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This article in CS

  1. Vol. 28 No. 3, p. 504-507
     
    Received: Sept 8, 1987


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doi:10.2135/cropsci1988.0011183X002800030016x

Sources of Resistance in Maize to Kernel Infection by Aspergillus flavus in the Field

  1. Gene E. Scott  and
  2. Natale Zummo
  1. USDA-ARS, Crop Science Res. Lab., P.O. Box 5248, Mississippi State Univ., Mississippi State, MS 39762

Abstract

Abstract

Infection of maize, Zea mays L., kernels by Aspergillus flavus Link ex Fr. and subsequent aflatoxin production can be an extremely serious problem; especially in maize grown in the southeastern part of the USA. Maize genotypes that resist attack by this fungus are desperately needed. The objective of these studies was to identify maize inbreds with resistance to kernel infection by A. flavus. Inbreds were inoculated with a pinbar and evaluated for percentage of kernels internally infected by this fungus. Nearly a 5-fold difference (6 to 30%) among the inbreds tested over a 2-yr period was found. Five of the inbreds selected as resistant, and five as susceptible, were subsequently tested using a pinbar and two needle inoculation techniques. The pinbar inoculation technique gave the highest level of kernel infection and the greatest separation of the inbreds into their previously classified groups, but all methods of inoculation showed that the two groups of inbreds differed significantly from each other. In a test with 50 inbreds inoculated by the side-needle inoculation technique, percentage of A. flavus infected kernels ranged from 4 to 62. Resistant (Mp313E, SC54, and MolSW) and susceptible (T202, T216, and SC212M) inbreds averaged 10 and 44% infected kernels, respectively.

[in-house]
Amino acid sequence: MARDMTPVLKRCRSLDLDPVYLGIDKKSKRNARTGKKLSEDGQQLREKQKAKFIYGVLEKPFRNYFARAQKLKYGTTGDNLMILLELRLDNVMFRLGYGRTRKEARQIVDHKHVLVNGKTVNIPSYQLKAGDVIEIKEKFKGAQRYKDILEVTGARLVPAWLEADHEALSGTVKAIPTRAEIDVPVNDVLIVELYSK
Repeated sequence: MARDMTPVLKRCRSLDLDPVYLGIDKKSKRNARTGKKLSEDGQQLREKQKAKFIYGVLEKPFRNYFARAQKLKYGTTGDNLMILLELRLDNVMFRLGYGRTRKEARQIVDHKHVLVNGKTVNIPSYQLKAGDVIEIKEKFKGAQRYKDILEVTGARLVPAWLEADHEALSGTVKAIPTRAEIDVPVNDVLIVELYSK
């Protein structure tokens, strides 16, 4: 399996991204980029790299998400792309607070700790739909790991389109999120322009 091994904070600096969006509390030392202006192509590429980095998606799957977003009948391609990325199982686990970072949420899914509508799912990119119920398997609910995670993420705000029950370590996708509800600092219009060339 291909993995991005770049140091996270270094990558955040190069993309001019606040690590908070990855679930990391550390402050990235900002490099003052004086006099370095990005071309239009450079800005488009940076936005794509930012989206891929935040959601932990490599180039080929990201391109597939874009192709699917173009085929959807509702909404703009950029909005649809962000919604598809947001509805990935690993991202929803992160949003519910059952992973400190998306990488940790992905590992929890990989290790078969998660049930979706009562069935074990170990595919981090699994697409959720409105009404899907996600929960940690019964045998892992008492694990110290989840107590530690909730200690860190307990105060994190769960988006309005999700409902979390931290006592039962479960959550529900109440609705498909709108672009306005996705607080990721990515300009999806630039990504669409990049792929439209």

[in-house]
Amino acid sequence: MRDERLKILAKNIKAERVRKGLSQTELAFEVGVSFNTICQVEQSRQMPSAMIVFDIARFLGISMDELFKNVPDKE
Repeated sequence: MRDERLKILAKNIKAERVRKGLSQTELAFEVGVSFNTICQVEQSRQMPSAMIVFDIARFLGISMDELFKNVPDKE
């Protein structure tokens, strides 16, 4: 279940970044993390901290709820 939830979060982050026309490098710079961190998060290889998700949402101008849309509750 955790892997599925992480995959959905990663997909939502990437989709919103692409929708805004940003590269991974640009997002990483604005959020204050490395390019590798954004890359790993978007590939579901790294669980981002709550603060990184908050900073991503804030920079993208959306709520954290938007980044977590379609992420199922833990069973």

Joint contribution of USDA-ARS and the Mississippi Agric. and Forestry Exp. Stn. Journal no. 6788.

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